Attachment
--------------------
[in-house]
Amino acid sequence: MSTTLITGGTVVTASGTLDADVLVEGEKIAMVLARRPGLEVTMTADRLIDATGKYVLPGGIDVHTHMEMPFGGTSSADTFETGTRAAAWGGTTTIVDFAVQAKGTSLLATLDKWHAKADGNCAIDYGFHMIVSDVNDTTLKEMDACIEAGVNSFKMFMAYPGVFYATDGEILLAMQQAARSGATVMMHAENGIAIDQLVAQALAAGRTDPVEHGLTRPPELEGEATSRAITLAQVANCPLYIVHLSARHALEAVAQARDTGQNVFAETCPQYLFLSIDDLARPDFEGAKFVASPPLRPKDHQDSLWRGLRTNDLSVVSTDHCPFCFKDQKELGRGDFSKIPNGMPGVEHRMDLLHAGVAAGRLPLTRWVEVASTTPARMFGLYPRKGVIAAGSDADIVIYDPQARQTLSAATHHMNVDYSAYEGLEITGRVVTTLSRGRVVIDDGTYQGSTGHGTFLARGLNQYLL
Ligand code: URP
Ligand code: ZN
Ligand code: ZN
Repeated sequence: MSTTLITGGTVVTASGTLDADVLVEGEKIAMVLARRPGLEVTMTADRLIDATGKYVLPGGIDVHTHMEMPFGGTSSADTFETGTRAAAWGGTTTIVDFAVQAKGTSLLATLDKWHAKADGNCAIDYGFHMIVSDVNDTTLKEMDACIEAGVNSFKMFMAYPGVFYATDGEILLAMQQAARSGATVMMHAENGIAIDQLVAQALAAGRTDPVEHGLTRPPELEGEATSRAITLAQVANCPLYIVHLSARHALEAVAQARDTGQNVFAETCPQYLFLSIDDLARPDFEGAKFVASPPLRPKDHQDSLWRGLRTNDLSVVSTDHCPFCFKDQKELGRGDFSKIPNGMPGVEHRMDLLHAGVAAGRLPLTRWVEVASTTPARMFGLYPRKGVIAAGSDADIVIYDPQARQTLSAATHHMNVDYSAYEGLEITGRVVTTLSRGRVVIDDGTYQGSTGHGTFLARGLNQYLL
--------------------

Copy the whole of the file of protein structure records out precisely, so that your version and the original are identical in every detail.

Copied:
[in-house]
Amino acid sequence: MSTTLITGGTVVTASGTLDADVLVEGEKIAMVLARRPGLEVTMTADRLIDATGKYVLPGGIDVHTHMEMPFGGTSSADTFETGTRAAAWGGTTTIVDFAVQAKGTSLLATLDKWHAKADGNCAIDYGFHMIVSDVNDTTLKEMDACIEAGVNSFKMFMAYPGVFYATDGEILLAMQQAARSGATVMMHAENGIAIDQLVAQALAAGRTDPVEHGLTRPPELEGEATSRAITLAQVANCPLYIVHLSARHALEAVAQARDTGQNVFAETCPQYLFLSIDDLARPDFEGAKFVASPPLRPKDHQDSLWRGLRTNDLSVVSTDHCPFCFKDQKELGRGDFSKIPNGMPGVEHRMDLLHAGVAAGRLPLTRWVEVASTTPARMFGLYPRKGVIAAGSDADIVIYDPQARQTLSAATHHMNVDYSAYEGLEITGRVVTTLSRGRVVIDDGTYQGSTGHGTFLARGLNQYLL
Ligand code: URP
Ligand code: ZN
Ligand code: ZN
Repeated sequence: MSTTLITGGTVVTASGTLDADVLVEGEKIAMVLARRPGLEVTMTADRLIDATGKYVLPGGIDVHTHMEMPFGGTSSADTFETGTRAAAWGGTTTIVDFAVQAKGTSLLATLDKWHAKADGNCAIDYGFHMIVSDVNDTTLKEMDACIEAGVNSFKMFMAYPGVFYATDGEILLAMQQAARSGATVMMHAENGIAIDQLVAQALAAGRTDPVEHGLTRPPELEGEATSRAITLAQVANCPLYIVHLSARHALEAVAQARDTGQNVFAETCPQYLFLSIDDLARPDFEGAKFVASPPLRPKDHQDSLWRGLRTNDLSVVSTDHCPFCFKDQKELGRGDFSKIPNGMPGVEHRMDLLHAGVAAGRLPLTRWVEVASTTPARMFGLYPRKGVIAAGSDADIVIYDPQARQTLSAATHHMNVDYSAYEGLEITGRVVTTLSRGRVVIDDGTYQGSTGHGTFLARGLNQYLL